A Letter to a Republican Friend About to Help Team Trump

Dear Friend,

I’ve been thinking about the last time we talked, when you told me you were considering pitching in with the Trump national security team. Because of your respect for our friendship, you broached the subject with great care, a credit to your compassion and manners. I was, if you remember, rendered quite speechless by your admission, but in a sign of my own affection for you, I mumbled something about you having to do what you have to do, or something like that, before moving on to a less controversial subject.

It never escaped my notice that you were not among the 120 or so signers of the “Open Letter on Donald Trump from GOP National Security Leaders” back in March. If I really think hard about it, I am pretty sure you never responded to the request we sent asking you to sign. It is clear that you were keeping your options open, which is a rational and human impulse when faced with difficult circumstances. I had hoped all this time that you were simply keeping your powder dry; that you had decided to plunge more deeply into your important policy work and chalk this cycle up to our party losing its collective mind in nominating a protectionist, isolationist, and nativist. You and I were both all in for Romney, and we both supported center of mass Republicans this cycle — men who understood America’s role in the world and who saw this as an exceptional nation with a responsibility to lead. That you are now ready to support a man who repudiates these noble ends with every fiber of his being is a terrible disappointment.

I’ve heard people talking about how this election is like 1976, and if Ronald Reagan could pitch in and support his opponent in order to unify the party, well by God, so can we. I imagine this notion is part of why you are considering joining Trump’s team, and under most circumstances, you’d be right to do so. But Reagan was unifying behind Gerald Ford who was a respected man of the Republican Party already serving as President of the United States. There is simply no comparison to be made.

I imagine you also feel a pull to serve. You think a President Donald Trump will need good people to give him informed advice, shape and mold him, and restrain his worst tendencies. Again, this is a noble impulse, but it is also a fool’s errand. If Trump is elected president, the only shaping to be done will be accomplished by a determined opposition wielding the great Constitutional powers of the legislature and the courts. One only need study his campaign and the ineffectiveness of those who sought to modify his behavior to understand the futility his policy advisors will face.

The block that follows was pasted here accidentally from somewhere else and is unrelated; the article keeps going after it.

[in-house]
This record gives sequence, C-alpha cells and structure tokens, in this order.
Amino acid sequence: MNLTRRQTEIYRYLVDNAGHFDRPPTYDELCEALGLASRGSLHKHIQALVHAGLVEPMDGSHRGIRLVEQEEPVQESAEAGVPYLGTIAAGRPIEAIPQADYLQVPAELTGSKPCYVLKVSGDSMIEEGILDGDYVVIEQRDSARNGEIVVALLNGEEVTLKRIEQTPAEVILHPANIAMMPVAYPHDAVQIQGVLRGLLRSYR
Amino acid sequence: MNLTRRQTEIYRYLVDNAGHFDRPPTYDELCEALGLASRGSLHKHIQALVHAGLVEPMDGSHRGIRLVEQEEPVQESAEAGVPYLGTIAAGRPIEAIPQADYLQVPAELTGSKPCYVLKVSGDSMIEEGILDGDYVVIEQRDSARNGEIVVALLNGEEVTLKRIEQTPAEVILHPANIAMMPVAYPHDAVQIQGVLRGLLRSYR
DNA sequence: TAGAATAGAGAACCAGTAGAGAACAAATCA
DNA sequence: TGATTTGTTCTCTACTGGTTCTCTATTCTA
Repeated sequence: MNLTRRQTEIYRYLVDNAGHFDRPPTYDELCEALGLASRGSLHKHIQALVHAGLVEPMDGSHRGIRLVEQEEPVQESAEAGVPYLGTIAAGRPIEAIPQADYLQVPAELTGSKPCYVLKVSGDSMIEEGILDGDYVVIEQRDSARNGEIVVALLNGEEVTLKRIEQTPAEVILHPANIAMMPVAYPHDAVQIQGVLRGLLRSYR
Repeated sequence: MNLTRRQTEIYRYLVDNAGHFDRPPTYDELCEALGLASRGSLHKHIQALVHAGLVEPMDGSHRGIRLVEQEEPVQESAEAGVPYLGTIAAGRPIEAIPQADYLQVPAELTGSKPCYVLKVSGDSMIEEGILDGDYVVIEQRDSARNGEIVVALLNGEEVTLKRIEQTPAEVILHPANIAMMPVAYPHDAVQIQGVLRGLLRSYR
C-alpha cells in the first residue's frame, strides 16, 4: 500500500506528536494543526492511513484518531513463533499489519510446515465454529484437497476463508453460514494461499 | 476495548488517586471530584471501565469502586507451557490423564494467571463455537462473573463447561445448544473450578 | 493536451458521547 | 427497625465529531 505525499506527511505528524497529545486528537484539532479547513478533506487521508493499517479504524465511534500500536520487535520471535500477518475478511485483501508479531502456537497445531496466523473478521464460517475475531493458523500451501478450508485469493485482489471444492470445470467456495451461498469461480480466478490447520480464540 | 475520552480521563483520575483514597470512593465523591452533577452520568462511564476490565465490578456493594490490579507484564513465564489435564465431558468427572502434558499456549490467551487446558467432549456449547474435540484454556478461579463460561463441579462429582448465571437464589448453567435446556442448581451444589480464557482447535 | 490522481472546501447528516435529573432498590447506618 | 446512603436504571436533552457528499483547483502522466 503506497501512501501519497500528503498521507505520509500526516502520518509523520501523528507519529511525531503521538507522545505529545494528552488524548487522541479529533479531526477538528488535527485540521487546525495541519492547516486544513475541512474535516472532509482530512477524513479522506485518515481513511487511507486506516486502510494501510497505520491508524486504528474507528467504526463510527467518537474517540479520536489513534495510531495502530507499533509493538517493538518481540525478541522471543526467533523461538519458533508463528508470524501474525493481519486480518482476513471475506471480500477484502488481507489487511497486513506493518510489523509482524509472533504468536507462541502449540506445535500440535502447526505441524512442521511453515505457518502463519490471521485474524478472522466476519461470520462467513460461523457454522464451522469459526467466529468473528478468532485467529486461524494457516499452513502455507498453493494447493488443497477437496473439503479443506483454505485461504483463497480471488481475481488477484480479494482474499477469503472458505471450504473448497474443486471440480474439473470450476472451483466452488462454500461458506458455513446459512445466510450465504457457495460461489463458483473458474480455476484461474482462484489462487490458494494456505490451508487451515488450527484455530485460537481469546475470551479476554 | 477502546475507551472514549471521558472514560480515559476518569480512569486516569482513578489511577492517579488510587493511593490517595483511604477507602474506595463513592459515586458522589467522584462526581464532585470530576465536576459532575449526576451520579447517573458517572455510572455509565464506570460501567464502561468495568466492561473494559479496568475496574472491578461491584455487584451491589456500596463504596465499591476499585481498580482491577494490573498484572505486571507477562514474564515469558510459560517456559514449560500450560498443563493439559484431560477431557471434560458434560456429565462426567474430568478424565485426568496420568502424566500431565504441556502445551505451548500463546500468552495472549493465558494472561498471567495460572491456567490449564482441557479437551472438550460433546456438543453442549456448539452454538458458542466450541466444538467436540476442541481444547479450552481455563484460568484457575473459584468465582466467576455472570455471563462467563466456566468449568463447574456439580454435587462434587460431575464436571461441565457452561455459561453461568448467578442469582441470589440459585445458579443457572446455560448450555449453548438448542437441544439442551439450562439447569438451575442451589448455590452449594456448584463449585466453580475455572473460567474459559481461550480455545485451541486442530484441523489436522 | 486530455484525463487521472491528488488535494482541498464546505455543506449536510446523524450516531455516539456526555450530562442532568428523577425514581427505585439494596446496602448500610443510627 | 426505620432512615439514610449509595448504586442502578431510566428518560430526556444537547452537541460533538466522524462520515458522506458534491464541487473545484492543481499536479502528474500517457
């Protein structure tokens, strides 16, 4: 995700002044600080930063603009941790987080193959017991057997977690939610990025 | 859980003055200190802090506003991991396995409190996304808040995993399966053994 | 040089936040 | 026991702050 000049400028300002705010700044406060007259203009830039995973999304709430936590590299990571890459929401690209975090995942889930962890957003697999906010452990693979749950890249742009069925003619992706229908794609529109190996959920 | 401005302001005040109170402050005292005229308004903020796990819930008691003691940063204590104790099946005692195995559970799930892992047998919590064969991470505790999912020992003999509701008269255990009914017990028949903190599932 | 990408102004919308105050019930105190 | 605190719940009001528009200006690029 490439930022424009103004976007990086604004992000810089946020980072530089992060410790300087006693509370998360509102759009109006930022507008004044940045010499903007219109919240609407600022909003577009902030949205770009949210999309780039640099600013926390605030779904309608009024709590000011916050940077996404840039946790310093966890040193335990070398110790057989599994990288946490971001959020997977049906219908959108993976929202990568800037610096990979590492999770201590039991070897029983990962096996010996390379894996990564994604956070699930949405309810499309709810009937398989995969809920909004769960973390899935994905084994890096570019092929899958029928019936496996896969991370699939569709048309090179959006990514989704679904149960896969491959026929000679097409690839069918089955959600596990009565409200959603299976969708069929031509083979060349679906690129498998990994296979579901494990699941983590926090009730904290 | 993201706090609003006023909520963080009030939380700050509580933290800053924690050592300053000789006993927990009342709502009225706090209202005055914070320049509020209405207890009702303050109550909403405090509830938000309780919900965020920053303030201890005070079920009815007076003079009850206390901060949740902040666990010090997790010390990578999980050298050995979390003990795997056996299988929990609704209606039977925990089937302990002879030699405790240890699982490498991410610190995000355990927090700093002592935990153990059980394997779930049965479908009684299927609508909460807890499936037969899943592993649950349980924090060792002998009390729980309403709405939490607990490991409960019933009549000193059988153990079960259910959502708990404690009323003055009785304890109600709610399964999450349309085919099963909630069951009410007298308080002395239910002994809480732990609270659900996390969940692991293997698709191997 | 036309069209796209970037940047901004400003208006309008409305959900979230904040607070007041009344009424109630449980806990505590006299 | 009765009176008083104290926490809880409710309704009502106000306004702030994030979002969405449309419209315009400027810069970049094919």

Perhaps, also, there is a touch of ambition in your consideration of signing on and I sympathize. I know you are a smart person and one that is sublimely well-qualified for a number of responsible positions. We have often commiserated about how difficult it is to impact policy from the outside. We both wonder about how many more chances we will get at this.

Had I more grace and poise the last time we met, I would have looked you in the eye and told you that you were making a grave error. I would have told you that when the dust settles, there will be an accounting, and those who sacrificed principle will bear the “Scarlet T.” If Trump loses, the long-term consequences to your reputation won’t quickly wash away. There will be a lingering stench. If he wins, your reputation will suffer even more as you will be a willing accomplice in what happens next. And if he does even half of what he has promised to the shape of American power, it will be disastrous for this country and the world. I suspect the consolation of working in an office with “The Honorable” affixed to the doorway will be rather hollow.

There is still time, my good friend. There is time to pull back from this short-sighted approach and join the opposition. The country is entering a difficult time, with great powers walking forward as we appear to retreat from our responsibilities. Our approach to national security policy — the one you and I have shared for years of friendship — was rejected by the GOP electorate this cycle in favor of the mercurial, unmoored ramblings of a privileged vulgarian. And while some point to the “wisdom of the crowd” as evidence that we were wrong, I see more of the passion of the mob at work, which means that it is more important than ever that level-headed people like you do not make common cause with them.

Be well, my friend.



Bryan McGrath is the Managing Director of The FerryBridge Group LLC, a defense consultancy. Additionally, he is the Deputy Director of the Hudson Institute’s Center for American Seapower.